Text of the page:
Pleasure response from chocolate: You can see it in the eyes

June 24, 2013, Drexel University
Chocolate
Chocolate. Credit: Wikimedia Commons

The brain's pleasure response to tasting food can be measured through the eyes using a common, low-cost ophthalmological tool, according to a study just published in the journal Obesity. If validated, this method could be useful for research and clinical applications in food addiction and obesity prevention.

Dr. Jennifer Nasser, an associate professor in the department of in Drexel University's College of Nursing and Health Professions, led the study testing the use of electroretinography (ERG) to indicate increases in the in the retina.

Dopamine is associated with a variety of pleasure-related effects in the brain, including the expectation of reward. In the eye's retina, dopamine is released when the optical nerve activates in response to .

Nasser and her colleagues found that in the retina spiked high in response to a flash of light when a food stimulus (a small piece of chocolate brownie) was placed in participants' mouths. The increase was as great as that seen when participants had received the methylphenidate to induce a strong dopamine response. These responses in the presence of food and drug stimuli were each significantly greater than the response to light when participants ingested a control substance, water.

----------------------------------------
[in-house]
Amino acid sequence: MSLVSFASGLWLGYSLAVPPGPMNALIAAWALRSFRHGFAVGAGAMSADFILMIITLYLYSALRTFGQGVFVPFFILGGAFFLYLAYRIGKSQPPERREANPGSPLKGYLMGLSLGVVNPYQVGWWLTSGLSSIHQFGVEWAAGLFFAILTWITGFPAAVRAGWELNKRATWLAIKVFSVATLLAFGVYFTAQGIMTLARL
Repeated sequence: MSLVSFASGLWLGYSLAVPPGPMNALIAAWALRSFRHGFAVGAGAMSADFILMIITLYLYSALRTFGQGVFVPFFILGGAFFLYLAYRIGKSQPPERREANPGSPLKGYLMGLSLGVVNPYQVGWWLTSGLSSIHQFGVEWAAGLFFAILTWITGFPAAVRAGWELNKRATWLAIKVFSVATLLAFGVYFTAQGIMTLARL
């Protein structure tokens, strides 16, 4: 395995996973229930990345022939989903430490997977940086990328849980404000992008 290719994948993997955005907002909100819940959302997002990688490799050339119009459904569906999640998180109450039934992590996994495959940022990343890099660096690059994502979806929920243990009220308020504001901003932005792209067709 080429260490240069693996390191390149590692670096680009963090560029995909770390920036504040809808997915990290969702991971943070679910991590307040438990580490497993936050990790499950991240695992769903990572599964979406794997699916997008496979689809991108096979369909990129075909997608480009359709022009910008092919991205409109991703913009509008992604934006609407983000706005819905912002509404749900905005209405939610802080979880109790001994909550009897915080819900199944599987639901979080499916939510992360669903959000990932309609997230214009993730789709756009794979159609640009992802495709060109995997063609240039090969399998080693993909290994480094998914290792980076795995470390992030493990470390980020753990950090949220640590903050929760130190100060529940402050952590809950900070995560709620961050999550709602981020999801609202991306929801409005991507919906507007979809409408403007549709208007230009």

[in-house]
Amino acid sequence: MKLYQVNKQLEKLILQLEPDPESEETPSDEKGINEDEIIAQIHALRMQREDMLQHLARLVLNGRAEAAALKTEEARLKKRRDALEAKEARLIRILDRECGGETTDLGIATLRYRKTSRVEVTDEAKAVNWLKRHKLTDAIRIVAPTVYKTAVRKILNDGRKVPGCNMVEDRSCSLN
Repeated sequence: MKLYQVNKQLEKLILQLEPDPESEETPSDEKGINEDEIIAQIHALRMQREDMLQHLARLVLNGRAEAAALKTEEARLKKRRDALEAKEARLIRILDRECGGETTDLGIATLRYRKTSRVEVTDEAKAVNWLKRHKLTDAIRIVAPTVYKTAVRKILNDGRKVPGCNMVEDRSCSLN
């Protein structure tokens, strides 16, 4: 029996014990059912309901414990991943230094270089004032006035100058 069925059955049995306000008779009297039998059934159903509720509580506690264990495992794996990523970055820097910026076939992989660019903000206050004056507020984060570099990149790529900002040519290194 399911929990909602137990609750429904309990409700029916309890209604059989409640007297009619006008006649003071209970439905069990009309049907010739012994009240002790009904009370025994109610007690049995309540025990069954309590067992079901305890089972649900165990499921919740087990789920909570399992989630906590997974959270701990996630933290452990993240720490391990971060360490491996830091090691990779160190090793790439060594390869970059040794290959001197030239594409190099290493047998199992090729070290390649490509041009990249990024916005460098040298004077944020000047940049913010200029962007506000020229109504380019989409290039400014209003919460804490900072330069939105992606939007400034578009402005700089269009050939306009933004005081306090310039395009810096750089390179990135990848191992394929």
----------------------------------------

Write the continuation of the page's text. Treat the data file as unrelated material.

"What makes this so exciting is that the eye's was considered separate from the rest of the brain's dopamine system," Nasser said. "So most people– and indeed many retinography experts told me this– would say that tasting a food that stimulates the brain's dopamine system wouldn't have an effect on the eye's dopamine system."

This study was a small-scale demonstration of the concept, with only nine participants. Most participants were overweight but none had eating disorders. All fasted for four hours before testing with the food stimulus.

If this technique is validated through additional and larger studies, Nasser said she and other researchers can use ERG for studies of and food science.

"My research takes a pharmacology approach to the brain's response to food," Nasser said. "Food is both a nutrient delivery system and a pleasure delivery system, and a 'side effect' is excess calories. I want to maximize the pleasure and nutritional value of food but minimize the side effects. We need more user-friendly tools to do that."

The low cost and ease of performing electroretinography make it an appealing method, according to Nasser. The Medicare reimbursement cost for clinical use of ERG is about $150 per session, and each session generates 200 scans in just two minutes. Procedures to measure dopamine responses directly from the brain are more expensive and invasive. For example, PET scanning costs about $2,000 per session and takes more than an hour to generate a scan.

Explore further: Taste of beer, without effect from alcohol, triggers dopamine release in the brain

More information: dx.doi.org/10.1002/oby.20101

Related Stories

Taste of beer, without effect from alcohol, triggers dopamine release in the brain

April 15, 2013
The taste of beer, without any effect from alcohol itself, can trigger dopamine release in the brain, which is associated with drinking and other drugs of abuse, according to Indiana University School of Medicine researchers.

Long-term ADHD treatment increases brain dopamine transporter levels, may affect drug efficacy

May 15, 2013